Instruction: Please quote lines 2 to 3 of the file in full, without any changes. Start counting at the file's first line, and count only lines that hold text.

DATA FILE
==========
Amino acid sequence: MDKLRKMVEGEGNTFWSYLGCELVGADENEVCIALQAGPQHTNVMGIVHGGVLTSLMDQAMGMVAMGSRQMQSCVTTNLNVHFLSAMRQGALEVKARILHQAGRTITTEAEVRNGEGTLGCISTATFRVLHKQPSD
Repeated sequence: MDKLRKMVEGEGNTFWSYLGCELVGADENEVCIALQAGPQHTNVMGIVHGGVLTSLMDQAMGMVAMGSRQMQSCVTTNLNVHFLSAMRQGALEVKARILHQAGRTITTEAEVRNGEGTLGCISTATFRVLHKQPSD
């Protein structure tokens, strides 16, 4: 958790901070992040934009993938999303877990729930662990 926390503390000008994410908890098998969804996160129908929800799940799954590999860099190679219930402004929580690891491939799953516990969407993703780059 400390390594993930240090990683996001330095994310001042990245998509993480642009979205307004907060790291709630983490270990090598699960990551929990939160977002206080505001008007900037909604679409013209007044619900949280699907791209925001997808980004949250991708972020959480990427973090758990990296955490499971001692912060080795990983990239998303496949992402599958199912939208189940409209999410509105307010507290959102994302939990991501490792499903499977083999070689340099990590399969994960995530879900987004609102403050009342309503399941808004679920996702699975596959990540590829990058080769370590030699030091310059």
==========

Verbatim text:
Repeated sequence: MDKLRKMVEGEGNTFWSYLGCELVGADENEVCIALQAGPQHTNVMGIVHGGVLTSLMDQAMGMVAMGSRQMQSCVTTNLNVHFLSAMRQGALEVKARILHQAGRTITTEAEVRNGEGTLGCISTATFRVLHKQPSD
């Protein structure tokens, strides 16, 4: 958790901070992040934009993938999303877990729930662990 926390503390000008994410908890098998969804996160129908929800799940799954590999860099190679219930402004929580690891491939799953516990969407993703780059 400390390594993930240090990683996001330095994310001042990245998509993480642009979205307004907060790291709630983490270990090598699960990551929990939160977002206080505001008007900037909604679409013209007044619900949280699907791209925001997808980004949250991708972020959480990427973090758990990296955490499971001692912060080795990983990239998303496949992402599958199912939208189940409209999410509105307010507290959102994302939990991501490792499903499977083999070689340099990590399969994960995530879900987004609102403050009342309503399941808004679920996702699975596959990540590829990058080769370590030699030091310059």